The film is full of slapstick, but it certainly is not humorous. The fighting and action is all over the place, but its anarchy is indecipherable with no narrative purpose other than stereotype. The film ends with everything in shambles. The government aid was floundered, the upgraded home disheveled; it's as if the filmmakers had been given a potentially strong metaphor of what Navajo life must have been like at a rocky time in our nation's cultural history (a metaphor, perhaps, spelled out in the book and completely misinterpreted?), and squander it without the slighest recognition. Worse, the movie ends with the tribe looking the most irresponsible in a film of buffoonery. If the lesson to be gleaned was to let the tribe be happy on its own terms, the terms are spelled out through mindless inebriation and guffaws.
It's something similar to Billy Jack (white guy trained in Karate plays a half-Indian the white women can't stay away from) but, where that suffers from amateurish, one-dimensional contrived moral sympathies, at least it's wanting you to feel something. Billy Jack uses politics as a narrative device without giving them any depth beyond brutality (which, too, is pretty irresponsible in a movie about the Natives' "loyalty" played by a white man), while Stay Away, Joe skirts political debate to laugh it all off. The final laugh isn't a cynical, hopeless one in which to laugh is our only response to the world's anarchy, it's a cop-out-- a filmmakers' irresponsibility that paints the Native irresponsible.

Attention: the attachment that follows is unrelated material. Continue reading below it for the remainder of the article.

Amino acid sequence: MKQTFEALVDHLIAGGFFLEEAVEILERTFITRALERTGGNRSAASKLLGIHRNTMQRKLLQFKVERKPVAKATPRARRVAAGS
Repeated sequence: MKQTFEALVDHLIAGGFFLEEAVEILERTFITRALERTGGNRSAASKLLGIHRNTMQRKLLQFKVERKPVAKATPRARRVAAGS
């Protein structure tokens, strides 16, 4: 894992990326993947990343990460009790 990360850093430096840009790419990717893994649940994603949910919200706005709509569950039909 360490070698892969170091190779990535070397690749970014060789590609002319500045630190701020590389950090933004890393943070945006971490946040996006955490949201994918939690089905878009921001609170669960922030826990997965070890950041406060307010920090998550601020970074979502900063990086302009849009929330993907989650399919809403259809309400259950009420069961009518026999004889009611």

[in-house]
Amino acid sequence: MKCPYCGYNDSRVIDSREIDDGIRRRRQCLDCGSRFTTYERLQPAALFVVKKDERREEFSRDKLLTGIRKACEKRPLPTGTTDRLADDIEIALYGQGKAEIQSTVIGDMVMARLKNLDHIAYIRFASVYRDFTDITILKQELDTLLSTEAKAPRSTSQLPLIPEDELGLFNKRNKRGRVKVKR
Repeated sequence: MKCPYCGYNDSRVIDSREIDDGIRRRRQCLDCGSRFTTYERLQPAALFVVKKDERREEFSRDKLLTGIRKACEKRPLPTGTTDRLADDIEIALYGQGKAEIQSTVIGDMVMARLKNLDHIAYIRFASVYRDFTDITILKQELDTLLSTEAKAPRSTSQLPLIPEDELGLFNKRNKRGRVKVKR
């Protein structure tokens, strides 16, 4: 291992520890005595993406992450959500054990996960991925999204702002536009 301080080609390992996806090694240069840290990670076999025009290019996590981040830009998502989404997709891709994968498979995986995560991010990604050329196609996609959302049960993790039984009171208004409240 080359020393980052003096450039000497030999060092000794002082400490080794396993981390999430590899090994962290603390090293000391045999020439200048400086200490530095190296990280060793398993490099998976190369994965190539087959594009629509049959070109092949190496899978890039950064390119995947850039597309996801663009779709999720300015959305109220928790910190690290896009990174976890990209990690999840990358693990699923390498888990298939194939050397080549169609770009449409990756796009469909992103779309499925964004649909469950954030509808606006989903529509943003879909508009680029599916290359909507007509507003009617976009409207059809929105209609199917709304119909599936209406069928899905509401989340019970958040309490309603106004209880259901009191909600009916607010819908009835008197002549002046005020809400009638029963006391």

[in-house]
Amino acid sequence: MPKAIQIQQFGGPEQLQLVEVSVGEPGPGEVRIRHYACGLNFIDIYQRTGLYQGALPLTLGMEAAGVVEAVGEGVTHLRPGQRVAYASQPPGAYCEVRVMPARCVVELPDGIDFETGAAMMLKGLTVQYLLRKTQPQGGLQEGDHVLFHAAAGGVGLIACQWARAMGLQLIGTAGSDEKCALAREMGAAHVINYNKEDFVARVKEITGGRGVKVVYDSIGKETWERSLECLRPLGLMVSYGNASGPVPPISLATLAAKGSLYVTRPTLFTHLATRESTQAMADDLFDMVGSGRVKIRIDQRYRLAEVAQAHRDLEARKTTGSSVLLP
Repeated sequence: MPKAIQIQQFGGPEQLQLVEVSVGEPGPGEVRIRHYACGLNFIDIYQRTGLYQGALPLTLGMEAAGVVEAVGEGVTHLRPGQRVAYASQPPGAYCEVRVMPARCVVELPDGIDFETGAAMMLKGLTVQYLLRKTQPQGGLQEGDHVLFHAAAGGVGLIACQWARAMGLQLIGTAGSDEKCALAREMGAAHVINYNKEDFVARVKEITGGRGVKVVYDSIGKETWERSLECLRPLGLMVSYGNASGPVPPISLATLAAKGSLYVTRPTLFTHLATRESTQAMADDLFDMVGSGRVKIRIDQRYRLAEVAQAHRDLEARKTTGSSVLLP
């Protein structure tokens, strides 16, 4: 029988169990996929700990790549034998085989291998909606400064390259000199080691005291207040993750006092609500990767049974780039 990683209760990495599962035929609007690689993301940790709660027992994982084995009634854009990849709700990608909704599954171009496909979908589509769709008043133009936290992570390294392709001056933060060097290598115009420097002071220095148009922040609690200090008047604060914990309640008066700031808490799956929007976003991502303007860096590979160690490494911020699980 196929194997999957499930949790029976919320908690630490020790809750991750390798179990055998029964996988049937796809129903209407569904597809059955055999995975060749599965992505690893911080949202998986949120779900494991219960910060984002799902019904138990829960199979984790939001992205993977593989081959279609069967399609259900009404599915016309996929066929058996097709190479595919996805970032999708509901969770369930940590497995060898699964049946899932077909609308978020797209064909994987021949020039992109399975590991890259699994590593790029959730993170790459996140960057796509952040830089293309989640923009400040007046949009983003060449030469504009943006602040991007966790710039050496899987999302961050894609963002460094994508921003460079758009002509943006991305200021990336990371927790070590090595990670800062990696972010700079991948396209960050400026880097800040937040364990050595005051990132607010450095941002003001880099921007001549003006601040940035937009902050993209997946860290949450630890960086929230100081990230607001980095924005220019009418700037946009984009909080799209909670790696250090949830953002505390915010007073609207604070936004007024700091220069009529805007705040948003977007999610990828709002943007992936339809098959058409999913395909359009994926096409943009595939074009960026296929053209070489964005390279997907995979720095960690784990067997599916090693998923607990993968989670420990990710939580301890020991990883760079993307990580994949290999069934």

Also, Elvis sings a song to a bull.
Strangely, outside of some really bad grease paint, Elvis looks not only healthy, but happy in the motionless narrative. Perhaps the shiftless hi-jinks of the movie played right into the attitude Elvis's Memphis Mafia were used to on the earlier movie sets. Elvis's entourage had to be warned on the set of Clambake to keep the practical joking to a minimum. Here, instead, two of them (Joe Esposito and Charlie Hodge) were given bit roles. Perhaps Presley was finally resigned to the contractual nonsense (and in this way, maybe the metaphor to the Native Americans dealing with bureaucracy finally does make a little sense) and realized, if you can't beat 'em, laugh. -- ZERO/four stars